Special Considerations When Migrating from CUB

The migration from Thrust to oneDPL is a straightforward process as both libraries are motivated by the semantics of the C++ standard library. However, certain considerations need to be made when migrating from NVIDIA CUB. Firstly, CUB algorithms only operate on the device. For example, in both Thrust and oneDPL, a reduction result is returned on the host. However, the result may be stored in a user-provided device allocation passed in the function call in CUB. When migrating from CUB, it is important to consider the API differences to ensure a functional and performant migration.

Querying API Migrations With The Compatibility Tools 

The steps to manually migrate NVIDIA Thrust and CUB code to oneDPL have been detailed in the previous sections. If you have decided not to use the Compatibility Tools to assist the migration of your application, the tool can still be used to get a sense of what an API migration to oneDPL may look like in your codebase. This is achieved through the --query-api-mapping=<val> flag in the Compatibility Tools introduced in oneAPI 2024.0. You can use this tool to see what a migrated CUB or Thrust API may look like in oneDPL.

As an example of migrating a CUB API, see the migration of cub::DeviceReduce::Sum with oneAPI 2024.0 below:

> dpct --query-api-mapping=cub::DeviceReduce::Sum
    cudaStream_t stream;
    cub::DeviceReduce::Sum(temp_storage/*void **/, temp_storage_bytes/*size_t &*/, d_in/*InputIteratorT*/, 
        d_out/*OutputIteratorT*/, num_items/*int*/, stream/*cudaStream_t*/);
Is migrated to:
    dpct::queue_ptr stream;
    stream = dpct::get_current_device().create_queue();
    stream->fill(d_out, oneapi::dpl::reduce(oneapi::dpl::execution::device_policy(*stream), 
        d_in, d_in + num_items, typename std::iterator_traits<decltype(d_out)>::value_type{}), 1).wait();

As discussed in the previous performance section, differences exist between the CUB and oneDPL APIs. To achieve identical semantics to the CUB example in oneDPL, you must add an additional fill operation on top of the sycl::queue to store the result on the device, as oneapi::dpl::reduce returns a result on the host. 

See the following example of migrating thrust::all_of with the API query tool:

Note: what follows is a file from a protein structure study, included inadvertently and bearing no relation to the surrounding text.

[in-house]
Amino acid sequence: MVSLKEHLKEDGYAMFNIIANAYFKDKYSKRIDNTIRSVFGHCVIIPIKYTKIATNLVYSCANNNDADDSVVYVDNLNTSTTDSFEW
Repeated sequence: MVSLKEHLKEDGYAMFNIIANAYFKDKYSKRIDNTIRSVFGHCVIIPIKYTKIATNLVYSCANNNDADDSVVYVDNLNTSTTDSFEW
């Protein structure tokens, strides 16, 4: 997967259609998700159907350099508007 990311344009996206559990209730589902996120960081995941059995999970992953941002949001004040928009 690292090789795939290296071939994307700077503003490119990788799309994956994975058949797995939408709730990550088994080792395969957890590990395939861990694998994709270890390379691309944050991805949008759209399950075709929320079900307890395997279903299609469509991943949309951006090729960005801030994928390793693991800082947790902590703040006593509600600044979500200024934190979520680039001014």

> dpct --query-api-mapping=thrust::all_of
    CUDA* API:
      /*5*/ thrust::all_of(thrust::device /*const thrust::detail::execution_policy_base<DerivedPolicy > &*/,
             d_A.begin() /*InputIterator*/,
             d_A.begin() + 2 /*InputIterator*/, thrust::identity<bool>());
    Is migrated to:
      /*5*/ oneapi::dpl::all_of(oneapi::dpl::execution::make_device_policy(q_ct1),
            d_A.begin(), d_A.begin() + 2, oneapi::dpl::identity());

In certain instances, the Compatibility Tools querying tool displays migrations for differing overloads with different policy types. For brevity, a single case was shown previously. 

Lastly, an example of the migration of thrust::set_symmetric_difference_by_key, which has no counterpart in the C++17 standard or in the oneDPL extensions, has been provided. In this case, the Compatibility Tools headers are used and referenced in the dpct namespace:

> dpct --query-api-mapping=thrust::set_symmetric_difference_by_key
  /*1*/ thrust::set_symmetric_difference_by_key(
          thrust::host /*const thrust::detail::execution_policy_base< DerivedPolicy> &*/,
          A_keys /*InputIterator1 */, A_keys + 7 /*InputIterator1 */,
          B_keys /*InputIterator2*/, B_keys + 5 /*InputIterator2*/,
          A_vals /*InputIterator3*/, B_vals /*InputIterator4*/,
          keys_result /*OutputIterator1*/, vals_result);
Is migrated to:
  /*1*/ dpct::set_symmetric_difference(oneapi::dpl::execution::seq, A_keys, A_keys + 7,
            B_keys, B_keys + 5, A_vals, B_vals, keys_result, vals_result);

Although this tool is not required to migrate to oneDPL, it may help you at the start of your migration process.

Next Steps

The Compatibility Tools support migration of calls from multiple CUDA libraries to SYCL. This guide only covers the manual migration of Thrust and CUB to oneDPL. For information on additional library migrations, please refer to the SYCLomatic Documentation.


This guide details the high-level steps of manually migrating applications using NVIDIA Thrust and CUB libraries to oneDPL. The step-by-step processes of migrating source codes using these libraries and various performance considerations have been provided. The detailed steps can be combined with the Compatibility Tools to automatically migrate as many APIs as possible while manually migrating the rest or be manually performed for the entire migration process. Common oneDPL migration cases have been explored in this document, but more complex scenarios and documentation may be found in the oneAPI samples and oneDPL documentation.

Notices and Disclaimers

Performance varies by use, configuration and other factors. 

No product or component can be absolutely secure.

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All product plans and roadmaps are subject to change without notice.